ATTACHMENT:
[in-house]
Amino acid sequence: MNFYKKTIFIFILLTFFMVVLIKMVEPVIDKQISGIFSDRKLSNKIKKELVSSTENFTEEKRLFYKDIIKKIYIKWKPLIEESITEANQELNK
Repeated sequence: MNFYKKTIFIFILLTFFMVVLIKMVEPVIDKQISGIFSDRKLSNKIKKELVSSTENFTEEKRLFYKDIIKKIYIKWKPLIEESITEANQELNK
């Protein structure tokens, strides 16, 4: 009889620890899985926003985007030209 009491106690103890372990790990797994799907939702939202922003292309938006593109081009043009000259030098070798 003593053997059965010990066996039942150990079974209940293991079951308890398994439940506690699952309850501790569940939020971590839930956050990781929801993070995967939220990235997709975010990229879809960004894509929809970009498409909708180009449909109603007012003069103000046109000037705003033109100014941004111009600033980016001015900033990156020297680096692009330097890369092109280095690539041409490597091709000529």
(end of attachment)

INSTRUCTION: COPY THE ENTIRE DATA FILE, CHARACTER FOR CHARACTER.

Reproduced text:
[in-house]
Amino acid sequence: MNFYKKTIFIFILLTFFMVVLIKMVEPVIDKQISGIFSDRKLSNKIKKELVSSTENFTEEKRLFYKDIIKKIYIKWKPLIEESITEANQELNK
Repeated sequence: MNFYKKTIFIFILLTFFMVVLIKMVEPVIDKQISGIFSDRKLSNKIKKELVSSTENFTEEKRLFYKDIIKKIYIKWKPLIEESITEANQELNK
């Protein structure tokens, strides 16, 4: 009889620890899985926003985007030209 009491106690103890372990790990797994799907939702939202922003292309938006593109081009043009000259030098070798 003593053997059965010990066996039942150990079974209940293991079951308890398994439940506690699952309850501790569940939020971590839930956050990781929801993070995967939220990235997709975010990229879809960004894509929809970009498409909708180009449909109603007012003069103000046109000037705003033109100014941004111009600033980016001015900033990156020297680096692009330097890369092109280095690539041409490597091709000529």